LAUNCESTON, AUSTRALIA – It may seem like stating the obvious, but top miners BHP Billiton and Rio Tinto have said recently that they expect commodities prices to remain subdued.
While it is important that two of the world’s top three mining companies acknowledge what the rest of the market has believed for some time, what’s more important is how they respond to the realities they now face.
The first reality is that growth has slowed in China by more than the resource companies, and indeed most market analysts, expected when investment decisions on expanding capacity were made about five years ago.
The second reality is that those capacity expansions have created a structural over-supply for many commodities, particularly iron ore, coal and liquefied natural gas (LNG).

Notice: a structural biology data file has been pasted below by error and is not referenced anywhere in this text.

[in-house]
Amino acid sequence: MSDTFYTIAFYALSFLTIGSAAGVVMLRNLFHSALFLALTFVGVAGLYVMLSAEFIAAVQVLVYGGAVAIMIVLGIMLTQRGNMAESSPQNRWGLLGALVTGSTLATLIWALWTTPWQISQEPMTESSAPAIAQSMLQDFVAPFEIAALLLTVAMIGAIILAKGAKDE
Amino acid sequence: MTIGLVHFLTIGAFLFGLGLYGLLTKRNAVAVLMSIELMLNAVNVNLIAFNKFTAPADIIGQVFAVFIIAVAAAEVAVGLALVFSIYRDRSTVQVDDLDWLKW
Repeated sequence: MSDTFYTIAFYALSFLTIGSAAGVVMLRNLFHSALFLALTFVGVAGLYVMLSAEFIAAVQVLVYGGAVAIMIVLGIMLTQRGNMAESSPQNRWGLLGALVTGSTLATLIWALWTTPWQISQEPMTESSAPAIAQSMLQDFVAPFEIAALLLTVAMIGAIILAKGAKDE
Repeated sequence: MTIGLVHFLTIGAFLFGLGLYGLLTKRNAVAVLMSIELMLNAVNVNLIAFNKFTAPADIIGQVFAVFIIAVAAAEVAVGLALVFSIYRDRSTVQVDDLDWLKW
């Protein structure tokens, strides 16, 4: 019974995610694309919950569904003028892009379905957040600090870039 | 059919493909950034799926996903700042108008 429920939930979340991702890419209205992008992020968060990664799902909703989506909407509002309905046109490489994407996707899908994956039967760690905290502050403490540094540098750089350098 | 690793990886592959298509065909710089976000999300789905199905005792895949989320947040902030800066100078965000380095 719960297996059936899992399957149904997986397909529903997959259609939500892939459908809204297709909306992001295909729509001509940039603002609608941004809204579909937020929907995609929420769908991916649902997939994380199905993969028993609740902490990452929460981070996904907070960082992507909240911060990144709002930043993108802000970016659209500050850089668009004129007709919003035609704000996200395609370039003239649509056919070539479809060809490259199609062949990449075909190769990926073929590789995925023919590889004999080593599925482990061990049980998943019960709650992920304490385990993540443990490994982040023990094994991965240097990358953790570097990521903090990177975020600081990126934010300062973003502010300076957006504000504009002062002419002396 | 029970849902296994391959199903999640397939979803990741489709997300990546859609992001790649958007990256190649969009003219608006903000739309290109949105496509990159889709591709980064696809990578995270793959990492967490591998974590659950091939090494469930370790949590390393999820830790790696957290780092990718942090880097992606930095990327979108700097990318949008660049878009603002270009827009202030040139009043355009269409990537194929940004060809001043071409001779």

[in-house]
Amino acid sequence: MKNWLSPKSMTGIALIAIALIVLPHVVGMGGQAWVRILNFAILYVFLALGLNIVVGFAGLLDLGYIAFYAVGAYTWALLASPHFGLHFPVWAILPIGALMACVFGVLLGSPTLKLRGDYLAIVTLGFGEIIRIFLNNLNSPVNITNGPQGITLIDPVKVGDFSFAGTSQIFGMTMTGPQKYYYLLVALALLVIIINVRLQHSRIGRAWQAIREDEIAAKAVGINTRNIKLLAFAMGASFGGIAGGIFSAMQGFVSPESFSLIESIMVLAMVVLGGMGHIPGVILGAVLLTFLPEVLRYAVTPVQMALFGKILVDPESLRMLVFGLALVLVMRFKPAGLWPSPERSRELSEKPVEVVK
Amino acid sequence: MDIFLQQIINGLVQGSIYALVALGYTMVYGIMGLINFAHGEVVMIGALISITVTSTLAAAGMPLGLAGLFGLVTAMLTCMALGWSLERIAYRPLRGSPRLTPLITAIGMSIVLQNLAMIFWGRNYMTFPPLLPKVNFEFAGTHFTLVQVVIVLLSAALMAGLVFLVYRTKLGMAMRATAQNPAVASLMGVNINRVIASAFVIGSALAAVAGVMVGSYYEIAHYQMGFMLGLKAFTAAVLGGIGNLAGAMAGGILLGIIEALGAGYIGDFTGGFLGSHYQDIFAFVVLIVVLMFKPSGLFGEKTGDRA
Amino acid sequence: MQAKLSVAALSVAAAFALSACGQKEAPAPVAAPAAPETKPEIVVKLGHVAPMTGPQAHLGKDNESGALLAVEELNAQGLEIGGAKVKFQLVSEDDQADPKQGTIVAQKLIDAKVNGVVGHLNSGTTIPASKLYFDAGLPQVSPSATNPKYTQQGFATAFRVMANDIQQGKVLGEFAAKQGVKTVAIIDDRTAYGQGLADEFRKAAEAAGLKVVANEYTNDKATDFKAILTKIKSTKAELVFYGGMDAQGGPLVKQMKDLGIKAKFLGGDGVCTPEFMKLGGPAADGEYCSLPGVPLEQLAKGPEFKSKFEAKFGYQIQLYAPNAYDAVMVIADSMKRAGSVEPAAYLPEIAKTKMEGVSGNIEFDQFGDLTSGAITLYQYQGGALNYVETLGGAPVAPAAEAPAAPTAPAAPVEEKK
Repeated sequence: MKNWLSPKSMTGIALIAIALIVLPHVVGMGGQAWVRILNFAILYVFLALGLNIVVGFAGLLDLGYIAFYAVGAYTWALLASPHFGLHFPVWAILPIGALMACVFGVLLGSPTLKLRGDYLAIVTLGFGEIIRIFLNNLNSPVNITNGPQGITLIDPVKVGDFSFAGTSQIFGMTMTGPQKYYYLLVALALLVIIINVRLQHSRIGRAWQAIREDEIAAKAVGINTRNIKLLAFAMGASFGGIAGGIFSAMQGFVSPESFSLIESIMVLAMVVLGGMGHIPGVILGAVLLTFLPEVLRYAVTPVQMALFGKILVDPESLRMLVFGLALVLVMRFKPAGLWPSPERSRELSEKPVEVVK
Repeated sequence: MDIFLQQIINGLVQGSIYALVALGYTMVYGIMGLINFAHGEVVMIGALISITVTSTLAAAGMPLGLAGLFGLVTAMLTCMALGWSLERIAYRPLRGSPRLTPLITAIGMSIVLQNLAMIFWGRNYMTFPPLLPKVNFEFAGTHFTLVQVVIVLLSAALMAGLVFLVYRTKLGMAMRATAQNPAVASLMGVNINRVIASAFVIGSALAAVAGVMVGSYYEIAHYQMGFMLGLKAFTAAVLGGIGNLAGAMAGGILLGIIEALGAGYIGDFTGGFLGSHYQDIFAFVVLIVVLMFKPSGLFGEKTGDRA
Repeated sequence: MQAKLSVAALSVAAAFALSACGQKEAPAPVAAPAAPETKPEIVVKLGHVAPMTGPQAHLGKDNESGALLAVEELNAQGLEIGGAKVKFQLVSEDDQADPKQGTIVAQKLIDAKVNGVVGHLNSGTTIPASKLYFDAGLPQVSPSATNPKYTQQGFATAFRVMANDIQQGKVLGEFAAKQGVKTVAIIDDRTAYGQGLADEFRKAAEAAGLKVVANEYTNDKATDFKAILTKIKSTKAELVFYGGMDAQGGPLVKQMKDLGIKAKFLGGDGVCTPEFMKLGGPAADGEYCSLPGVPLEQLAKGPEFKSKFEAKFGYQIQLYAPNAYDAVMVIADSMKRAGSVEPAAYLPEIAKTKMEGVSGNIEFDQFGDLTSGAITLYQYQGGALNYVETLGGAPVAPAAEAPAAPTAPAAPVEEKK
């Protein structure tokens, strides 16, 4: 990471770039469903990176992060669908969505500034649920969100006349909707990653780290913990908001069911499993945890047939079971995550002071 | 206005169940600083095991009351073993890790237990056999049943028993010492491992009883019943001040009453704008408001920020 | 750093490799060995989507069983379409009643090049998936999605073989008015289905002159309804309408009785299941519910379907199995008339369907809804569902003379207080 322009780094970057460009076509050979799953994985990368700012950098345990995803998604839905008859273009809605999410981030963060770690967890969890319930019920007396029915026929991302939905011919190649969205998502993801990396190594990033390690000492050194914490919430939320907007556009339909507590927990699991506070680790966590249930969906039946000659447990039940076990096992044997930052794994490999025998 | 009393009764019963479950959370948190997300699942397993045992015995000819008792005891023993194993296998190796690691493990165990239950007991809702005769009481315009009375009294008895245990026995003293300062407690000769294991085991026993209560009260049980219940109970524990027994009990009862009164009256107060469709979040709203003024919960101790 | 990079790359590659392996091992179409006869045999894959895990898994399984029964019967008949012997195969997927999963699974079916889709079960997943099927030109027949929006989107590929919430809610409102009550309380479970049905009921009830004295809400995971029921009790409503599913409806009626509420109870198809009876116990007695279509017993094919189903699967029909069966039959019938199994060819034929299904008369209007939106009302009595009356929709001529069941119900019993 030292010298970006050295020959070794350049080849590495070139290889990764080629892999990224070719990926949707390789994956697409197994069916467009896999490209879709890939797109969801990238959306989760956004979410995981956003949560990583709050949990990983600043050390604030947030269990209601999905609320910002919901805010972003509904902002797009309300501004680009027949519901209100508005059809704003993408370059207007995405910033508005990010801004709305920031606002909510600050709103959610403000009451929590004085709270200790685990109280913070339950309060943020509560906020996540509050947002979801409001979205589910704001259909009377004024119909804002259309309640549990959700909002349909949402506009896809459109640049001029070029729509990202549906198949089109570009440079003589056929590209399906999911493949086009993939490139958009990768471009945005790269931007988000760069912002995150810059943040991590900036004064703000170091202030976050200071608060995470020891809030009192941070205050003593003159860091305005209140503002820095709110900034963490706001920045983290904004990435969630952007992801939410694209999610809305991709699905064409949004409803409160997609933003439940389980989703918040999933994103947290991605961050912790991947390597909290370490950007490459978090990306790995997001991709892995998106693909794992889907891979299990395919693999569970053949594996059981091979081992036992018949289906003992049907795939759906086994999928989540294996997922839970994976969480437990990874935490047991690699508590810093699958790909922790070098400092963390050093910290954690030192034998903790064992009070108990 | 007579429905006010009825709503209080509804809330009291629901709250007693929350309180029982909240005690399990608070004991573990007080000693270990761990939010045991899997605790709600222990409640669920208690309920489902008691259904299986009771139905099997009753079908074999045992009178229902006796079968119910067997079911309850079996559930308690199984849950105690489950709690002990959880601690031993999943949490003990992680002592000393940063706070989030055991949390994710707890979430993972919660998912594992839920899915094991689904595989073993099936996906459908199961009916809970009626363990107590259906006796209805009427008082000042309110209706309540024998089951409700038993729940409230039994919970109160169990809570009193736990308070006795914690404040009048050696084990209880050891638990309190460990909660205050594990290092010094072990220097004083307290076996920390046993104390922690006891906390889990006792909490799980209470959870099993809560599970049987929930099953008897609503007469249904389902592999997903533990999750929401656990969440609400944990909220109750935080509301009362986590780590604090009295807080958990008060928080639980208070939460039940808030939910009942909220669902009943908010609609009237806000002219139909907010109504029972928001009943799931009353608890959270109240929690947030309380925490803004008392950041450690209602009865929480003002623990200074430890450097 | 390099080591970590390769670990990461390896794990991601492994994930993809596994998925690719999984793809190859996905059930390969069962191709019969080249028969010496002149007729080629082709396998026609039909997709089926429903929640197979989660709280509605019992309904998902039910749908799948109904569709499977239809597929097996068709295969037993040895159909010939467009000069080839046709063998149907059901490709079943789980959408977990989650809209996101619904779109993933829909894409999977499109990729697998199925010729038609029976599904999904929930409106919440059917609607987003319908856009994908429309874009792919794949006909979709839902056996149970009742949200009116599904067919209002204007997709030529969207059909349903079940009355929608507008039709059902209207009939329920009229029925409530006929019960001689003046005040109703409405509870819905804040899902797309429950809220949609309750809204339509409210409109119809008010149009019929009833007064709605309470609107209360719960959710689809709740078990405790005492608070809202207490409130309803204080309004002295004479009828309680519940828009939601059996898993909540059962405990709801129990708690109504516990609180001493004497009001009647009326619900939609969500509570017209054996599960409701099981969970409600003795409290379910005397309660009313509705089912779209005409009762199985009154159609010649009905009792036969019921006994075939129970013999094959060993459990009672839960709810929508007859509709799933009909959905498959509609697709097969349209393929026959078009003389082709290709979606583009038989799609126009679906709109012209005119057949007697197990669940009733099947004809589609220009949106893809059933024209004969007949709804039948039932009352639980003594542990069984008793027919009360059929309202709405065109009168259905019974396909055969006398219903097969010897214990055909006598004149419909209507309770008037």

“The first thing I would say is we’re relatively bearish about the long-term projections for prices,” BHP Chief Executive Andrew Mackenzie said following a speech in Melbourne on Dec. 3.
“But, yes, I am optimistic about the long-term growth in demand, because I know the kind of resources it requires to push three, four billion people into the middle classes, particularly in Asia, and the kind of consumption that will come from that,” he went on to say.
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